I secured my chum pail to the rail, and offered the first spoonful to the Gull. It worked perfectly. With a loud cry, the excited gull announced to the whole ocean that it was feeding time! The second Gull appeared, and from out of nowhere, here came the Herring Gulls. Within two minutes and three spoonfuls of suet, there were over a dozen Gulls feeding along the floating suet which had now drifted away from the Gail with the tide.
With the loud commotion from the screaming Gulls came the first Fulmar. It circled the vessel twice, located the floating chum and landed on the water gorging itself with the suet.
Then the second Kittiwake of the day came from the east. It also circled the Gale and landed in the chum line……..
four Kittiwake (above) three (below)
This is the first immature Kittiwake I have seen this winter. The black wing "M" is very clear in the last photo in this series.
six Kittiwake (below)
A few "close-ups" of this wonderful sea bird. Good view of the "nares tube" and short but strong bill including its large maxillary "unguis" or "nail of this classic "tube nosed" pelagic bird
tail area showing grey upper tail coverts
close-ups of the whte outer wing "flags"- a common field mark for this bird
As the vessel passed by northeast of distant Block Island, the pre-sundown colors illuminated the late afternoon sky with brilliant values of orange and pink, just as it had from the east nearly eight and a half hours earlier.
drake Surf Scoter (below)
Bonaparte's Gulls (below)
Surf Scoters (below)
Surf Scoters with three Ruddy Ducks (below left) in the image
A trawler heading out to sea was enveloped in the rich brilliance of sundown.
Passing through the "Narrows" a Red-throated Loon surfaced a few feet fore of the port bow, ironically just as the Common Loon did that morning. It skittered across the water to a safer distance from the Gail.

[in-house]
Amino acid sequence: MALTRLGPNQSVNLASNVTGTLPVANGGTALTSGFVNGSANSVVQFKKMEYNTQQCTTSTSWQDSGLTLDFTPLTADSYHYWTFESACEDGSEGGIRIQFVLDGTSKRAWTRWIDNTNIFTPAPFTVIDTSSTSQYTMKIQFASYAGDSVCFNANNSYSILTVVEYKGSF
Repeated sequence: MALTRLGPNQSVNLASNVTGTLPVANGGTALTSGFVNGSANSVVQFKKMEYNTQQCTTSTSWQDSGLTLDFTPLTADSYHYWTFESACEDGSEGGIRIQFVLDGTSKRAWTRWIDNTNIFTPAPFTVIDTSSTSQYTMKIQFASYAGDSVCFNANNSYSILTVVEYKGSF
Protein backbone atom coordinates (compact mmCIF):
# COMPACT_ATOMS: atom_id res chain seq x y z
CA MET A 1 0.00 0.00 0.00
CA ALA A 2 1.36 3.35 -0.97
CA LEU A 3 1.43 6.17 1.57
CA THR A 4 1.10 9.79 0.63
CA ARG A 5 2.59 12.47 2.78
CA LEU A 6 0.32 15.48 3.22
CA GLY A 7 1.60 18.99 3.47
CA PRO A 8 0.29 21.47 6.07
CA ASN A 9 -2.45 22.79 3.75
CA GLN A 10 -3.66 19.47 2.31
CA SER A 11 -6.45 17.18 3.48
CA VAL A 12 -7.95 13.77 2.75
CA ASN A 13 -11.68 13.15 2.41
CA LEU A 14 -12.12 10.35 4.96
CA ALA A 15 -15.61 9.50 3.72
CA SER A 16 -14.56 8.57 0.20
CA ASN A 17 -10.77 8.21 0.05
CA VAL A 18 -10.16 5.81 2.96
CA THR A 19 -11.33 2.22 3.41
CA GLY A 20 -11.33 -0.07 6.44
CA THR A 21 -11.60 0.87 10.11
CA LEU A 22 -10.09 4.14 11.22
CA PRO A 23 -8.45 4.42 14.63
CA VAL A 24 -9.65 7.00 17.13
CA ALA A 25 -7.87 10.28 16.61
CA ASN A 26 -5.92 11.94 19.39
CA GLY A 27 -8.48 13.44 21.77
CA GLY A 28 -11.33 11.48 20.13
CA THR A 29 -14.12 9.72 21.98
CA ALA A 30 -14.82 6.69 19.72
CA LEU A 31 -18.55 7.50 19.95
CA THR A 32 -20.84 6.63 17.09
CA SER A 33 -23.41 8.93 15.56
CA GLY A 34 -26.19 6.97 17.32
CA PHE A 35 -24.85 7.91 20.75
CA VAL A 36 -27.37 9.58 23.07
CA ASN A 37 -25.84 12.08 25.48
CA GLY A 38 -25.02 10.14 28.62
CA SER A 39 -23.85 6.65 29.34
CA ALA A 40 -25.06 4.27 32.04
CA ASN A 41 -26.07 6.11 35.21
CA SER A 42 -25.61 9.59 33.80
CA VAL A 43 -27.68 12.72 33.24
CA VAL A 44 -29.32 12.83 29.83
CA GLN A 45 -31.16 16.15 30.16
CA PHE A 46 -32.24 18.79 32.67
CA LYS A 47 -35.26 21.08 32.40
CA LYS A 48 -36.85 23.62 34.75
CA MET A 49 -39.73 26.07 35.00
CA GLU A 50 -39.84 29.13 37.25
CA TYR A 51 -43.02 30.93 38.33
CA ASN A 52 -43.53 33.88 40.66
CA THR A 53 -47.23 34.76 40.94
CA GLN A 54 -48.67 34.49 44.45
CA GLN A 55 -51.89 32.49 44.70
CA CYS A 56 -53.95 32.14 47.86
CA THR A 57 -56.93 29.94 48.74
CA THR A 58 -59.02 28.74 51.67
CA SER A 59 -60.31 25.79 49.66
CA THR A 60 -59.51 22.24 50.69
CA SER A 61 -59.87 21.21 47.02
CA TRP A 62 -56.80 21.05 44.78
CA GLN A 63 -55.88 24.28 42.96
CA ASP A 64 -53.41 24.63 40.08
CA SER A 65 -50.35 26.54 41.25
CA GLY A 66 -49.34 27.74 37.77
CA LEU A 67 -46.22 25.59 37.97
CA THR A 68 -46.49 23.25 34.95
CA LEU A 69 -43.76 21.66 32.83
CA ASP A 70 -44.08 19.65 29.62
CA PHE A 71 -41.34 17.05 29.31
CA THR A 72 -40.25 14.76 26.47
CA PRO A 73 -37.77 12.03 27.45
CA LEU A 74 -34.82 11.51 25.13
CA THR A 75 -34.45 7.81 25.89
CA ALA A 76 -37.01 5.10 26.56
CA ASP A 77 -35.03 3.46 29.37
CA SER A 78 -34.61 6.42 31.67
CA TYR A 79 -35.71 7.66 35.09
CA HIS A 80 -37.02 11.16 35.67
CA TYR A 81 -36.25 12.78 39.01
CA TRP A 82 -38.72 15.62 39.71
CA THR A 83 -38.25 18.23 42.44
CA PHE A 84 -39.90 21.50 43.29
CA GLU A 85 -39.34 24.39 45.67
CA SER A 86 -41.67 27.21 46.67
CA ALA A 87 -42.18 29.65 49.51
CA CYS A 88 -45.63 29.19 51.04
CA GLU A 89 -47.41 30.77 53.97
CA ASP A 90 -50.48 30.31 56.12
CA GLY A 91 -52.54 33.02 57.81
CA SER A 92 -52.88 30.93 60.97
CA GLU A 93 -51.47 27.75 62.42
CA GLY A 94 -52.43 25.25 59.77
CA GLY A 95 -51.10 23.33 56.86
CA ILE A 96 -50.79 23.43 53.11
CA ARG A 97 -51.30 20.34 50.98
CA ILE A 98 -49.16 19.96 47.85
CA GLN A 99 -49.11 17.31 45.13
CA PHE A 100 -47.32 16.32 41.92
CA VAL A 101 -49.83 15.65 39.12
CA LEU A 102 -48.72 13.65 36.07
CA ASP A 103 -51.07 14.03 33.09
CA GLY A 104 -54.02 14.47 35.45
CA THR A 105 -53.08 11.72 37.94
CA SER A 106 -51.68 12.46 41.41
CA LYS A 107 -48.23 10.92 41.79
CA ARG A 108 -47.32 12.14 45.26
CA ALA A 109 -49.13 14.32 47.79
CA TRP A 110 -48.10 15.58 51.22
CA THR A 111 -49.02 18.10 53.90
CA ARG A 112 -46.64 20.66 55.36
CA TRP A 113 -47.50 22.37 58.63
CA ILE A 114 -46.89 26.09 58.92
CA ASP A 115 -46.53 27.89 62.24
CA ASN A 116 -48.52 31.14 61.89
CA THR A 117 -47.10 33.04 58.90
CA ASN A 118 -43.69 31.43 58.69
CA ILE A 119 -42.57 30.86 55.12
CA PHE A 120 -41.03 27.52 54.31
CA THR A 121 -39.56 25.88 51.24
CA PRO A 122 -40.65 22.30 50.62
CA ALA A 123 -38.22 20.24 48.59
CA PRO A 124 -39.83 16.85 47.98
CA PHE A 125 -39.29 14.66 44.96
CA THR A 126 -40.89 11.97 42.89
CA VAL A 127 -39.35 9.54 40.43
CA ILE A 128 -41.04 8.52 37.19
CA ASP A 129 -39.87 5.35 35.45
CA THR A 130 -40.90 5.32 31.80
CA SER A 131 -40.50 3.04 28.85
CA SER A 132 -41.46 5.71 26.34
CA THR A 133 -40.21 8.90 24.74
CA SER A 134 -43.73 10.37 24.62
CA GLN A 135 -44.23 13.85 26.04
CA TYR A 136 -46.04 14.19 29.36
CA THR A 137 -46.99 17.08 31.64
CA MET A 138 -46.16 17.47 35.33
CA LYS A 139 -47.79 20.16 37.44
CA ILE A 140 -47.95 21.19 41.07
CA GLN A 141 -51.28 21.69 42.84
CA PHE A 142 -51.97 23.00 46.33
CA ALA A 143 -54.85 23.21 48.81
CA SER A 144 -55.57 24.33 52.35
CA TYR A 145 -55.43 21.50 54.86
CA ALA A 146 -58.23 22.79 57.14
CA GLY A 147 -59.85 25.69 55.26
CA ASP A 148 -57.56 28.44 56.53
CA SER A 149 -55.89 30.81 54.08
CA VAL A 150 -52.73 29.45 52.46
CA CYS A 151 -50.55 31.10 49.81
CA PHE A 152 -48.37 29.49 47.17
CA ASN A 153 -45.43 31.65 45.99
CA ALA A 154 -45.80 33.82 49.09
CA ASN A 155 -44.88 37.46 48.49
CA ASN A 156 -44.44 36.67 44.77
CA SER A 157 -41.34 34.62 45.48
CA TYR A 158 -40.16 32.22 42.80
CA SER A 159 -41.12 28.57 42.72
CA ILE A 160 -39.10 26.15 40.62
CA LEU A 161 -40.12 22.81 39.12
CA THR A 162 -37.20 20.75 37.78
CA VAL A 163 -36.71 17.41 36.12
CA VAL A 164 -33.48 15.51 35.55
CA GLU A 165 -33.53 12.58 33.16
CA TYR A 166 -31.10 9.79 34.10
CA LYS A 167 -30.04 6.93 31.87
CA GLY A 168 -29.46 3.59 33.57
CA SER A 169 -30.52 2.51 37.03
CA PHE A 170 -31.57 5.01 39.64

Passing the North dock, a Harbor Seal and a single hen Common Eider welcomed us back.
As Capt. Richie tucked the Gail into its slip, the sun closed its eyes over Matunuck, ending a spectacular day. With a cooler full of Cod and Sea Bass, we drove for home, with the memory of this great day tucked in our smiles.
The chart images below indicate the general locations of the birds (not an exact GPS plotted chart). BHG= Black-headed Gull, CM= Common Murre, Rz= Razorbill, Dv= Dovekie, F= Fulmar, K= Kittiwake, BonG= Bonapartes Gull. L1-L2 return trip location.
Just as in my last pelagic/codfishing report, I have included fishing images below the highlights.
*51 Dovekie (most were swimming within fifty yards from the bow of the
vessel, and some flying and swimming a short distance away) There may
have been more, but I was concentrating on the birds closest to me.
*1 Atlantic Puffin- (flew by as a single in the area between the Sand Bank rip (east
of Block) and steaming to Coxes. The bird was a good distance from the
vessel, and flew through the sun)
75+/- large Alcids- (after reviewing my images) at least 17 Common Murre
and 23 Razorbills (positively identified) the balance were a bit too far to call.
200 +/- Gannets
36 +/- Common Loons
*17 Red-throated Loons
50+ Black-legged Kittiwake.
*16 Bonaparte's Gulls (including 1 seen on Coxes Ledge)
*1 Black-headed Gull
*46 Red-breasted Mergansers
A very large Common Eel nearly three and a half feet long (above), Dad with another Sea Bass for the cooler (below)
Larger Codfish (below)
Atlantic Pollock (below)
Red Hake (below)
two more large Codfish